Getting a Fair Amount From Your New Jersey Workers’ Comp Settlement
February 28, 2019
New Jersey Workers Compensation Rates: Getting A Fair Amount
Calculating a fair settlement takes a lot of work. It is common for injured workers to undervalue their settlement amount. It behooves you to speak to an attorney who knows the workers’ comp system inside and out and knows about creative methods to getting you the funds you really need. To figure out what would actually be a fair settlement offer for your injury or ailment, there are many factors you need to consider.
Factors to consider in your workers’ comp case include:
- Severity of your injury. How badly were you hurt? Was it some minor 1st degree burns or did you lose a leg?
- Did your injury result in a disability? Find out if your injury has resulted in limitations that put in the temporary, permanent partial, or permanent total disability categories.
- Need for ongoing medical care. If you have an injury or condition that will take a long time to care for, such as pain management, physical therapy, or counseling, that should be considered.
- Pre-injury wages. How much you were making before the injury plays a role.
- Ability to return to work. Just because you are partially disabled does not necessarily mean you can’t work. You may just have limitations.
- Conflicting evidence against you. If there is any evidence that points to the injury in question not being due in the workplace, you will want to have this under consideration.
Understanding Workers’ Comp Limits Based on Injury Severity
In New Jersey, there are caps on how large your workers’ comp settlement can be. This largely will be based on your disability level. There are also certain designated workers’ comp amounts in place for specific types of injuries. Being aware of these caps can be helpful in determining your fair settlement amount.
Workers’ compensation offerings based on disability type include:
- Temporary Disability – 70% of a worker’s gross weekly wages, not exceeding the amount of $903 per week as of 2018. This continues until you have either returned to work, reached the maximum medical improvement you can, or had 400 weeks of benefits paid to you.
- Permanent Total Disability – Once you have reached the maximum level of medical improvement you can, you can be evaluated for this level. If you are found to be in this category, you will receive weekly payments at your temporary total rate for as long as you are disabled. Certain severe injuries automatically are considered at this level such are loss of both eyes, feet, or hands.
- Permanent Partial Disability – When you are not completely disabled and are able to still function, but with limitations, you may fall under this category.
- Scheduled Loss Payments – This subcategory is for disabilities of certain body parts such as arms, feet, legs, hands, ears, teeth and eyes. You will receive 70% of your gross weekly wages for a predetermined number of weeks based on the injury level. For instance if a total loss for a foot was 200 weeks but it was only 50% disabled, you would receive funds for 100 weeks
- Non Scheduled Loss Payments – For other bodily injuries ,such as the spine, head or organs, you will received 70% of your gross weekly wage for up to 600 weeks depending on the level of disability for that part of the body.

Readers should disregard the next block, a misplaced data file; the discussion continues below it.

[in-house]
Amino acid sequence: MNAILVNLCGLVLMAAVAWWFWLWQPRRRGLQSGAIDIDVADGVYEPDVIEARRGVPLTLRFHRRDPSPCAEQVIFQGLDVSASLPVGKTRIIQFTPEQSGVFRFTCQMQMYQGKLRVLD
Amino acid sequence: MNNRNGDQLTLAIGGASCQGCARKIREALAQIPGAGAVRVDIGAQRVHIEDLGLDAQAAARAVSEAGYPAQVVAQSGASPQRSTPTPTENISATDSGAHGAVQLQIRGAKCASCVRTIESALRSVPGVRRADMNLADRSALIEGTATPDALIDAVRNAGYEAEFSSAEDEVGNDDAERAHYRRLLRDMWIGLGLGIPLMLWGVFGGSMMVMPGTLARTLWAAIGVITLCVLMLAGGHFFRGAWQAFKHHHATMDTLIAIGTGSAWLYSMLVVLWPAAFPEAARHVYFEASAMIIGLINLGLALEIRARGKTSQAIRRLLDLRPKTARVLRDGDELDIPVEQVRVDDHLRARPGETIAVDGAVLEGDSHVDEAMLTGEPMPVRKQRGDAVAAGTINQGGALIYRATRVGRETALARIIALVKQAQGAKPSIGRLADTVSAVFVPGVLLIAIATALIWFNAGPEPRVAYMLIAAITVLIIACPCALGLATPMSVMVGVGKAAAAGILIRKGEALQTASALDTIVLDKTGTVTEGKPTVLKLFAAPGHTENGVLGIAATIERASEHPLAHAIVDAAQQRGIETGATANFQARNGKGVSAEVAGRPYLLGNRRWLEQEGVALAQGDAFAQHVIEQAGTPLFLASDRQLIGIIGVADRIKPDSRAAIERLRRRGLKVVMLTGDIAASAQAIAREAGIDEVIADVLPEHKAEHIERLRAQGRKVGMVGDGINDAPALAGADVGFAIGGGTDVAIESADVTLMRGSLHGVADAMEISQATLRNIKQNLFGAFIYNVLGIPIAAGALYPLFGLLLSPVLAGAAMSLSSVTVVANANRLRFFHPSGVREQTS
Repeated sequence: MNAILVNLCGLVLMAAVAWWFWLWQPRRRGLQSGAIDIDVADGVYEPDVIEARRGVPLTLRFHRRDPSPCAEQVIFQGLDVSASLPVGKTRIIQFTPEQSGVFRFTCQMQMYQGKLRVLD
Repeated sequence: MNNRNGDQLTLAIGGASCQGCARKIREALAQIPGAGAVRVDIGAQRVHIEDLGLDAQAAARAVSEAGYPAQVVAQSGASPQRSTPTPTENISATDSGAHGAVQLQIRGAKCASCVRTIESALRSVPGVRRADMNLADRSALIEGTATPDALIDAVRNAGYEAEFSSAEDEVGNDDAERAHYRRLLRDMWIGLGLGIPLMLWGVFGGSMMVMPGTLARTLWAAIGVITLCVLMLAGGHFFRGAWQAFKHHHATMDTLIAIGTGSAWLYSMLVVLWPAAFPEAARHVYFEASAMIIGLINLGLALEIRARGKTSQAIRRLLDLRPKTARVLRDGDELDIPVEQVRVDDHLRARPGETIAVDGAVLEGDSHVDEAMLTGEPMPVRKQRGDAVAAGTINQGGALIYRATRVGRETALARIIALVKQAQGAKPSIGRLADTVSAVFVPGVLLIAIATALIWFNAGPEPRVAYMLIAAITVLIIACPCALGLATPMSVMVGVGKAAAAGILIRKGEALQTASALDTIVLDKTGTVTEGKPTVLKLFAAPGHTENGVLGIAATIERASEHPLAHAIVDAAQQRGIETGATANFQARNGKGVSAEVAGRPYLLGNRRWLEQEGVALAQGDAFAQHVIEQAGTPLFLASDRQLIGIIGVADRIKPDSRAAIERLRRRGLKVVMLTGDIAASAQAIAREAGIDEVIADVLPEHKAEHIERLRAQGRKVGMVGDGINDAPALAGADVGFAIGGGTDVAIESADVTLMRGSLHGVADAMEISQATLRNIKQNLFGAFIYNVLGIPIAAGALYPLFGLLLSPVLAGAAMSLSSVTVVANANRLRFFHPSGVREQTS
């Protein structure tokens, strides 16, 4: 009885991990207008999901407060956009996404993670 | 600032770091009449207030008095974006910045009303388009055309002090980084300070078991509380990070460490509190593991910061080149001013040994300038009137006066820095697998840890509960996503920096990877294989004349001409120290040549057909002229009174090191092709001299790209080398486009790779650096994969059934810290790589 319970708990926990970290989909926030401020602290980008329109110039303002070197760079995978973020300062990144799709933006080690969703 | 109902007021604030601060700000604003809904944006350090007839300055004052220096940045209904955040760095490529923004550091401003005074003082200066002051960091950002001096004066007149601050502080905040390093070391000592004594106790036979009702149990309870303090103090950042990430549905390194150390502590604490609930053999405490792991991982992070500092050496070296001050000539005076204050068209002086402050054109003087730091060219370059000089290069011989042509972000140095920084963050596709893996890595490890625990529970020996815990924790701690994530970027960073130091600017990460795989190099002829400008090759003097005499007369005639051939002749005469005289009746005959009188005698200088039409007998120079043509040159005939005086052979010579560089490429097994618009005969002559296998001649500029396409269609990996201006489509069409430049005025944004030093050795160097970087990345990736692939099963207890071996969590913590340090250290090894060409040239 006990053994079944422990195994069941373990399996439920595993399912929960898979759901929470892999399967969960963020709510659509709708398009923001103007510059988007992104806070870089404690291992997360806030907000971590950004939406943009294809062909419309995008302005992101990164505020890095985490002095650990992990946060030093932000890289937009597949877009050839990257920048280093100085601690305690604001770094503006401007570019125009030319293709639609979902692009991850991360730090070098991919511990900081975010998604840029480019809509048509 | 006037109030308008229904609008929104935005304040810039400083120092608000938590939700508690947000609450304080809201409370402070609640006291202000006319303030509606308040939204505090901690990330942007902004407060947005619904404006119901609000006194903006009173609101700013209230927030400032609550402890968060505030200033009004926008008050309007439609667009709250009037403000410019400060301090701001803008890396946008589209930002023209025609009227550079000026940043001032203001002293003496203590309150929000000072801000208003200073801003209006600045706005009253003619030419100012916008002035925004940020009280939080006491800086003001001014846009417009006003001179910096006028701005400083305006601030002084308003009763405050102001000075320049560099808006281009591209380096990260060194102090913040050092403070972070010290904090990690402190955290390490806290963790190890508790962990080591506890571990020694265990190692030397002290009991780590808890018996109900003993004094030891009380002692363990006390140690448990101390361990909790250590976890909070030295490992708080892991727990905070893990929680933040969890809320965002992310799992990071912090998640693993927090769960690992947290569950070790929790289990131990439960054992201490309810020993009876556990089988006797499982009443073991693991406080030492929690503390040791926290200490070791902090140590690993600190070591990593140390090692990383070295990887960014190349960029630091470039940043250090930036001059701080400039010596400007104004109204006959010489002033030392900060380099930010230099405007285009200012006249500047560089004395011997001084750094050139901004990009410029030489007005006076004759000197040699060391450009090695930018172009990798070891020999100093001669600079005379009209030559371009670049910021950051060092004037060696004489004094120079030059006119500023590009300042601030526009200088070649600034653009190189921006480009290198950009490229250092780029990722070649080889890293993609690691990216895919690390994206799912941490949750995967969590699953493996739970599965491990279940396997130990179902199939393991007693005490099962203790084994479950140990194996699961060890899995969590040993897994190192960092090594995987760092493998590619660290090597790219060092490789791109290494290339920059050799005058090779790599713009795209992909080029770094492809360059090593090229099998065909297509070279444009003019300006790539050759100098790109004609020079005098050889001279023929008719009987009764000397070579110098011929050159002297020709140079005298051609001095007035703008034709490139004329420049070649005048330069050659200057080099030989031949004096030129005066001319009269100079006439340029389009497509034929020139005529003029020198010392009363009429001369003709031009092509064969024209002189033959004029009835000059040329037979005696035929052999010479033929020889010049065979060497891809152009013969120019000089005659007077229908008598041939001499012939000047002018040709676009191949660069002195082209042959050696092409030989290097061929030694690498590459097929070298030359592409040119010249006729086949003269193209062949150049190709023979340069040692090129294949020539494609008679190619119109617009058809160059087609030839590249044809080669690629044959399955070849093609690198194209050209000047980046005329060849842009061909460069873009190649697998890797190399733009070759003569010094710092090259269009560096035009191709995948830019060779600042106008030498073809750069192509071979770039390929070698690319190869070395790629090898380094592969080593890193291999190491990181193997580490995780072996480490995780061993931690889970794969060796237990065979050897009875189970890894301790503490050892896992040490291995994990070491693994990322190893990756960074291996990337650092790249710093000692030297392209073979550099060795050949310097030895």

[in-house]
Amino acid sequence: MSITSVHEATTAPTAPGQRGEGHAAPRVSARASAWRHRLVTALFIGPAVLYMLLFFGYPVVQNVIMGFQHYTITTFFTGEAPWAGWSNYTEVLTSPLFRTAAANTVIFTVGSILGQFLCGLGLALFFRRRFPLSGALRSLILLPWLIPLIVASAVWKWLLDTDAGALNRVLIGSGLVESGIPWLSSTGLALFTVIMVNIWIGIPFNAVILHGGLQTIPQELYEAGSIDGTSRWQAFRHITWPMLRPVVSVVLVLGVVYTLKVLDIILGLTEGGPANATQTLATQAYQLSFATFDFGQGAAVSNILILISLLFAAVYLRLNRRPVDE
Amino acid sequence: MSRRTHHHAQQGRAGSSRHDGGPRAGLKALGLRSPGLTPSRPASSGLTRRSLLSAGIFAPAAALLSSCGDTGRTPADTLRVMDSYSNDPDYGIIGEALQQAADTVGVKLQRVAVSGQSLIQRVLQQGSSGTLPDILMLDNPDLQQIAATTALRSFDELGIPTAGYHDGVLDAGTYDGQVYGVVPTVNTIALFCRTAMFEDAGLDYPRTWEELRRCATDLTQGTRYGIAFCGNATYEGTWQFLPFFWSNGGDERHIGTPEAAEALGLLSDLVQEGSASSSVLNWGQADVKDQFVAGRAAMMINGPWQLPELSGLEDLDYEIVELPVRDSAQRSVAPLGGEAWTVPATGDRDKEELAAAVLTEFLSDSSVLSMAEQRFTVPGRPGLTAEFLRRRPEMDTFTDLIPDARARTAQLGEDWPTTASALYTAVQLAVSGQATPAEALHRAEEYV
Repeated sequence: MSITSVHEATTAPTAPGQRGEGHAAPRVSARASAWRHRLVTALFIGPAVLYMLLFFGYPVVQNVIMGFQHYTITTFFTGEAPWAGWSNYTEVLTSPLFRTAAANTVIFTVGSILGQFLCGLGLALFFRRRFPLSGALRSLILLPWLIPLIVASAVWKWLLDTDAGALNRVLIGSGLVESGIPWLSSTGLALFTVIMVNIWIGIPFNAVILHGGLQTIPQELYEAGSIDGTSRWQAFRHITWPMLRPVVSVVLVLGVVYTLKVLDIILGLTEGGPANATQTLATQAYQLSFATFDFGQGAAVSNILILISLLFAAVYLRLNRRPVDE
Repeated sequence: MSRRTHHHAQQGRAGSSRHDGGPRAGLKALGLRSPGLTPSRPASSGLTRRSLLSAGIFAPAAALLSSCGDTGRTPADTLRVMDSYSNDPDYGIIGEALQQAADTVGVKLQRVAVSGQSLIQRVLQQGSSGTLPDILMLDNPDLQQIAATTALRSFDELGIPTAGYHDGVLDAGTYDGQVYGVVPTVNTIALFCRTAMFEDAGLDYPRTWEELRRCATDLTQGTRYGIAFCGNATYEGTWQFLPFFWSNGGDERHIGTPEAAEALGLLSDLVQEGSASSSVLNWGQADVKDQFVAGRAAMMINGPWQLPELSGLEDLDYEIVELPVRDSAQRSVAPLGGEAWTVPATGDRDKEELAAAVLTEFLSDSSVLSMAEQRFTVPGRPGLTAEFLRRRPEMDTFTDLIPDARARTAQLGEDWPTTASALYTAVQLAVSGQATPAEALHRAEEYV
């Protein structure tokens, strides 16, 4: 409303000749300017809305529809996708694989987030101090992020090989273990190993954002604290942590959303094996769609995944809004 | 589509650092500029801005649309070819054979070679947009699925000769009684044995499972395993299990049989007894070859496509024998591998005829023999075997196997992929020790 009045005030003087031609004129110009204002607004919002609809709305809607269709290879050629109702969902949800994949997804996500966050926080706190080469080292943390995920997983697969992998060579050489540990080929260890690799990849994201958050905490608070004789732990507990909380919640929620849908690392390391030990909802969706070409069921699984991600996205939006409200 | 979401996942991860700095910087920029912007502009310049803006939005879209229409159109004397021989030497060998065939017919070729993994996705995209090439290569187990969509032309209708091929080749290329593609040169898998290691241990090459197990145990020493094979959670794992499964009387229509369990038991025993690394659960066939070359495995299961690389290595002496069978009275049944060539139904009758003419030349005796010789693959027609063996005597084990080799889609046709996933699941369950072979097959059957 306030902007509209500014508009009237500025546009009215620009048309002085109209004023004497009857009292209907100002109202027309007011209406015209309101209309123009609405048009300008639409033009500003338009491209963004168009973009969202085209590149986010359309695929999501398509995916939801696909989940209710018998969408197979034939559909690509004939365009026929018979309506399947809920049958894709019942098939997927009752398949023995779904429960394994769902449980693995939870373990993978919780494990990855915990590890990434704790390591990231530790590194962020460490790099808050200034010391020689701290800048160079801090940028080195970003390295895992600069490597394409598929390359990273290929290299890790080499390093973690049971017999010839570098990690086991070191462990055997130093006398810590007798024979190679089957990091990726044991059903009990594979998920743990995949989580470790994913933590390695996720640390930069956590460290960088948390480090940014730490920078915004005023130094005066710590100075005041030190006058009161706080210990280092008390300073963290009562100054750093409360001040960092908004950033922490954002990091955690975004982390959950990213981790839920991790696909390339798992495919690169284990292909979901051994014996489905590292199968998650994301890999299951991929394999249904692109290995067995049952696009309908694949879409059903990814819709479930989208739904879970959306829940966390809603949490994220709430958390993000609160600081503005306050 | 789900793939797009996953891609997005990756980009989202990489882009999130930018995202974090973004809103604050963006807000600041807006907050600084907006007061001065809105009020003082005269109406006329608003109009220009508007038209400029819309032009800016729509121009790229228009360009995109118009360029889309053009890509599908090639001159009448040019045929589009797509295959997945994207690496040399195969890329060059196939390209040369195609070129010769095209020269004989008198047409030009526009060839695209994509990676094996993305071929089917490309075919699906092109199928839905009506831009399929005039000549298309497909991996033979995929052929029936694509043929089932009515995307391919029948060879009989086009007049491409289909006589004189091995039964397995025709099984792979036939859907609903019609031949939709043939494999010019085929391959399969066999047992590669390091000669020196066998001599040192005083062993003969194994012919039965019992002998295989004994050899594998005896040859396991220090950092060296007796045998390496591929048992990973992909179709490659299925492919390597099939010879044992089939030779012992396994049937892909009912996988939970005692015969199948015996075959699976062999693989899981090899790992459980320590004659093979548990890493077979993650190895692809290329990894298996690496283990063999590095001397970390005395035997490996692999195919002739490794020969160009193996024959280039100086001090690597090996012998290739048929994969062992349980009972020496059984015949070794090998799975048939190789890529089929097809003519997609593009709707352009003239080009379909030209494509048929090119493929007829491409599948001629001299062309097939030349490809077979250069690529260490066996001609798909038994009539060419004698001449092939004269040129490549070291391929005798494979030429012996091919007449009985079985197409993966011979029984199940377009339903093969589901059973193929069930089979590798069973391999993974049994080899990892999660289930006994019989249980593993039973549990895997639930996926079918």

- Maximum Settlement Amounts – It is important to note that for partial disability situations, there are established New Jersey maximum rates that someone can receive in total.
Section 20 Versus Section 22 New Jersey Workers’ Comp Settlements
There are two types of settlements that one can accept under New Jersey Workers’ Compensation proceedings: Section 20 and 22 settlements. A Section 20 settlement is often used when a part or the entirety of your claim is denied by the insurance company. This type of settlement is where you agree to receiving a lump sum and relinquish all rights to future medical care and any other workers’ comp benefits (such as mileage reimbursements or vocational rehabilitation).
A Section 22 settlement works a little differently. You can choose this route whether a claim is accepted or not by the insurance company. In this type of settlement, you get payments over time on a predetermined schedule. You also have the right to future medical care when needed, and you have the right to reopen your claim if the condition worsens to gain additional benefits. You must reopen with 2 year of the last payment due.
Contact a Montville Workers’ Compensation Lawyer to Discuss Your New Jersey Workplace Injury Case
A workplace injury can be devastating, particularly if it prevents you from returning to work for an extended period of time. Although New Jersey Workers’ Compensation laws are supposed to provide you with reimbursement for medical expenses and replacement pay for missed time at work, it is not always easy to get the Workers’ Comp benefits you deserve. That is why you should speak with a knowledgeable Workers’ Compensation lawyer about your situation and get guidance throughout the claims process. The experienced Workers’ Compensation attorneys at Hoyt & Hoyt represent clients in Perth Amboy, Roxbury, Woodbridge, Rockaway, and all across New Jersey. Call (973) 828-8187 or email us today to schedule a free consultation about your work injury case. Our main office is located at 67 East Park Place, 5th Floor, Morristown, NJ 07960, and we also have a secondary office in New Brunswick.
The articles on this blog are for informative purposes only and are no substitute for legal advice or an attorney-client relationship. If you are seeking legal advice, please contact our law firm directly.